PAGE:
Next Article in Journal
Comparison of The Sorption Kinetics of Lead(II) and Zinc(II) on Titanium Phosphate Ion-Exchanger
Previous Article in Journal
Cell Cycle and DNA Repair Regulation in the Damage Response: Protein Phosphatases Take Over the Reins

Int. J. Mol. Sci. 2020, 21(2), 444; https://doi.org/10.3390/ijms21020444

Article
Transcription Factor CaSBP12 Negatively Regulates Salt Stress Tolerance in Pepper (Capsicum annuum L.)
1
College of Horticulture, Northwest A&F University, Yangling 712100, China
2
Guizhou Institute of Pepper, Guizhou Academy of Agricultural Sciences, Guiyang 550009, China
3
Tianjin Vegetable Research Center, Tianjin Academy of Agricultural Sciences, Tianjin 300192, China
*
Author to whom correspondence should be addressed.
Received: 17 December 2019 / Accepted: 8 January 2020 / Published: 10 January 2020

Abstract

:
SBP-box (Squamosa-promoter binding protein) genes are a type of plant-specific transcription factor and play important roles in plant growth, signal transduction, and stress response. However, little is known about the role of pepper SBP-box transcription factor genes in response to abiotic stress. Here, one of the pepper SBP-box gene, CaSBP12, was selected and isolated from pepper genome database in our previous study. The CaSBP12 gene was induced under salt stress. Silencing the CaSBP12 gene enhanced pepper plant tolerance to salt stress. The accumulation of reactive oxygen species (ROS) of the detached leaves of CaSBP12-silenced plants was significantly lower than that of control plants. Besides, the Na+, malondialdehyde content, and conductivity were significantly increased in control plants than that in the CaSBP12-silenced plants. In addition, the CaSBP12 over-expressed Nicotiana benthamiana plants were more susceptible to salt stress with higher damage severity index percentage and accumulation of ROS as compared to the wild-type. These results indicated that CaSBP12 negatively regulates salt stress tolerance in pepper may relate to ROS signaling cascades.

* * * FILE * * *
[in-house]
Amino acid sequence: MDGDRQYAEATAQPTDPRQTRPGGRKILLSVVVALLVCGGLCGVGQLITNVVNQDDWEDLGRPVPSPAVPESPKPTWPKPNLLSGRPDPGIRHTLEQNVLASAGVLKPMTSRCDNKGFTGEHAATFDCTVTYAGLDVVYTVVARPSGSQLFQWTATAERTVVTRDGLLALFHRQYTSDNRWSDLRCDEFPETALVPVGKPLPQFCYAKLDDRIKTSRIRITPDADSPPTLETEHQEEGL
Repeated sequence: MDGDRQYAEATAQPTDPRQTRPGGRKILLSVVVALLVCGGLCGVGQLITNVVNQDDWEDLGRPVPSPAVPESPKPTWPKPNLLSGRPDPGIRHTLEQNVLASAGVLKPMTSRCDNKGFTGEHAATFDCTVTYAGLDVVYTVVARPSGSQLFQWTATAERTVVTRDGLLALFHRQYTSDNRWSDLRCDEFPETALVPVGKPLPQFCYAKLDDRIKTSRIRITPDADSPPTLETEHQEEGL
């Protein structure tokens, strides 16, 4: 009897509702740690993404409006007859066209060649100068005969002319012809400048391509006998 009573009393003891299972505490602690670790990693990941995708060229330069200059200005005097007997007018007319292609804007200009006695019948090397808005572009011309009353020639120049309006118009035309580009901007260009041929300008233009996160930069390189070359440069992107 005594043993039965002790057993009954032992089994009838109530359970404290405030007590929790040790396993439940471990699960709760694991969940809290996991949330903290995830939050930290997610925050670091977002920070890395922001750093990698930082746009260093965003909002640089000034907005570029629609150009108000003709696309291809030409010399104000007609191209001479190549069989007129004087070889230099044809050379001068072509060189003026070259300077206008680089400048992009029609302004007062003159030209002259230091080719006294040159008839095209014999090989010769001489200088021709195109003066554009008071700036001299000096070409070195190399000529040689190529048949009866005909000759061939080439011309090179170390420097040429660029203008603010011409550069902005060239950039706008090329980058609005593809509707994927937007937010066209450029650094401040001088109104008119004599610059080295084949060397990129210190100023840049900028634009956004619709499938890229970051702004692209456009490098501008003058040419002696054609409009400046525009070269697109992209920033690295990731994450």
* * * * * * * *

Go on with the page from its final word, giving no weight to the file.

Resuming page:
Keywords:
pepper; CaSBP12; salt stress; reactive oxygen species; Nicotiana benthamiana

1. Introduction

Plants frequently encounter stressful environmental conditions, such as high salinity, extreme temperatures, drought, pests, and fungus infection [1]. These leading to detrimental effects on plant growth and seed germination and fruit productivity [2]. Salinity is the principal cause of crop yield loss worldwide and adversely affects plant growth and productivity [3]. To prevent the potentially harmful effects of such stresses, plants have evolved complex mechanisms to recognize external signaling networks and to be evidence of adaptive responses at the physiological, biochemical, and molecular levels [3,4]. In these responses, a series of stress-responsive genes are induced in plants, largely regulated by a range of transcription factors [5]. To date, a lot of transcription factors from various plant species have been reported to be involved in stress responses [6]. For instance, the basic leucine zipper transcription factor AtbZIP24 [7], the WRKY18, WRKY25, WRKY33, WRKY60, and WRKY63 [8,9,10], the MYC2 and MYB15 [11,12] have been reported to be involved in abiotic stress in Arabidopsis. The NbWRKY79 has been reported to be involved in salt stress in Nicotiana benthamiana (N. benthamiana) [3]. The SlGRAS40 and SlAREB have been reported to be involved in abiotic stress in tomato [2,13].